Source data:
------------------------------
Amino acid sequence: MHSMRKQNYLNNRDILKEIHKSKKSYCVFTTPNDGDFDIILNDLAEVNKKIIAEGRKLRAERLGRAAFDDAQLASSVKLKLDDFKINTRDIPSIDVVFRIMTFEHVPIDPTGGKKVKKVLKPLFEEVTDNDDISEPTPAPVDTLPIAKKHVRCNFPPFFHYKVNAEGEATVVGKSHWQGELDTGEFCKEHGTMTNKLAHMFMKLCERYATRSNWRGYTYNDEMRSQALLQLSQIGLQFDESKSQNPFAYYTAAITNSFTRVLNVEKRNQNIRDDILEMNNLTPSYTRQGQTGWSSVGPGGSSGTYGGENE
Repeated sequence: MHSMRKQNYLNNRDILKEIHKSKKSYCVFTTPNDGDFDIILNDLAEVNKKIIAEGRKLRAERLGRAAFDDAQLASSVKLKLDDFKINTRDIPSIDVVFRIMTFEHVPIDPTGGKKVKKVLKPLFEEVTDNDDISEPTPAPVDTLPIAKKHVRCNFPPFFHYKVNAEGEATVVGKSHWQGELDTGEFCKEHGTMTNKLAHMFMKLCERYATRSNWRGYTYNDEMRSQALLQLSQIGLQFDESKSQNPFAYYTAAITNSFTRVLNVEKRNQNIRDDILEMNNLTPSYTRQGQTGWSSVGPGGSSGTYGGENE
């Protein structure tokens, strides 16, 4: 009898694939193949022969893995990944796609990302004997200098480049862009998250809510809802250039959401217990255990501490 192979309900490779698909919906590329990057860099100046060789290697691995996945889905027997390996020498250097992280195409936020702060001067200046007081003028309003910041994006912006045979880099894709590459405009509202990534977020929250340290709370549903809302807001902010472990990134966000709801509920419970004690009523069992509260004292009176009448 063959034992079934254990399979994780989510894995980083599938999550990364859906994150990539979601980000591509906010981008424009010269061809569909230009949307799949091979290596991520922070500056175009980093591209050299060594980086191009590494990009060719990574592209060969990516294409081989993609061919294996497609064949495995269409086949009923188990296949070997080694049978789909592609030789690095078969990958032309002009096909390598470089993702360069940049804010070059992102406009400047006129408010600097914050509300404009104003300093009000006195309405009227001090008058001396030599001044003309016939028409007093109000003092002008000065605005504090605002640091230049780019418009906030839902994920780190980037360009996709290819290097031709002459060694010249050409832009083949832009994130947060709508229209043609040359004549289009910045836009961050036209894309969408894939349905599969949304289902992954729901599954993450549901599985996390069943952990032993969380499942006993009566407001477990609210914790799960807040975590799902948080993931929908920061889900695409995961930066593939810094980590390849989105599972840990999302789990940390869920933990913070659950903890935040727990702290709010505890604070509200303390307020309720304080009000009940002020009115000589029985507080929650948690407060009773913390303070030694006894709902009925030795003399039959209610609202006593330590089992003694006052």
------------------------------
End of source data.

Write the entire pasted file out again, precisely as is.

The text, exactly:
Amino acid sequence: MHSMRKQNYLNNRDILKEIHKSKKSYCVFTTPNDGDFDIILNDLAEVNKKIIAEGRKLRAERLGRAAFDDAQLASSVKLKLDDFKINTRDIPSIDVVFRIMTFEHVPIDPTGGKKVKKVLKPLFEEVTDNDDISEPTPAPVDTLPIAKKHVRCNFPPFFHYKVNAEGEATVVGKSHWQGELDTGEFCKEHGTMTNKLAHMFMKLCERYATRSNWRGYTYNDEMRSQALLQLSQIGLQFDESKSQNPFAYYTAAITNSFTRVLNVEKRNQNIRDDILEMNNLTPSYTRQGQTGWSSVGPGGSSGTYGGENE
Repeated sequence: MHSMRKQNYLNNRDILKEIHKSKKSYCVFTTPNDGDFDIILNDLAEVNKKIIAEGRKLRAERLGRAAFDDAQLASSVKLKLDDFKINTRDIPSIDVVFRIMTFEHVPIDPTGGKKVKKVLKPLFEEVTDNDDISEPTPAPVDTLPIAKKHVRCNFPPFFHYKVNAEGEATVVGKSHWQGELDTGEFCKEHGTMTNKLAHMFMKLCERYATRSNWRGYTYNDEMRSQALLQLSQIGLQFDESKSQNPFAYYTAAITNSFTRVLNVEKRNQNIRDDILEMNNLTPSYTRQGQTGWSSVGPGGSSGTYGGENE
């Protein structure tokens, strides 16, 4: 009898694939193949022969893995990944796609990302004997200098480049862009998250809510809802250039959401217990255990501490 192979309900490779698909919906590329990057860099100046060789290697691995996945889905027997390996020498250097992280195409936020702060001067200046007081003028309003910041994006912006045979880099894709590459405009509202990534977020929250340290709370549903809302807001902010472990990134966000709801509920419970004690009523069992509260004292009176009448 063959034992079934254990399979994780989510894995980083599938999550990364859906994150990539979601980000591509906010981008424009010269061809569909230009949307799949091979290596991520922070500056175009980093591209050299060594980086191009590494990009060719990574592209060969990516294409081989993609061919294996497609064949495995269409086949009923188990296949070997080694049978789909592609030789690095078969990958032309002009096909390598470089993702360069940049804010070059992102406009400047006129408010600097914050509300404009104003300093009000006195309405009227001090008058001396030599001044003309016939028409007093109000003092002008000065605005504090605002640091230049780019418009906030839902994920780190980037360009996709290819290097031709002459060694010249050409832009083949832009994130947060709508229209043609040359004549289009910045836009961050036209894309969408894939349905599969949304289902992954729901599954993450549901599985996390069943952990032993969380499942006993009566407001477990609210914790799960807040975590799902948080993931929908920061889900695409995961930066593939810094980590390849989105599972840990999302789990940390869920933990913070659950903890935040727990702290709010505890604070509200303390307020309720304080009000009940002020009115000589029985507080929650948690407060009773913390303070030694006894709902009925030795003399039959209610609202006593330590089992003694006052």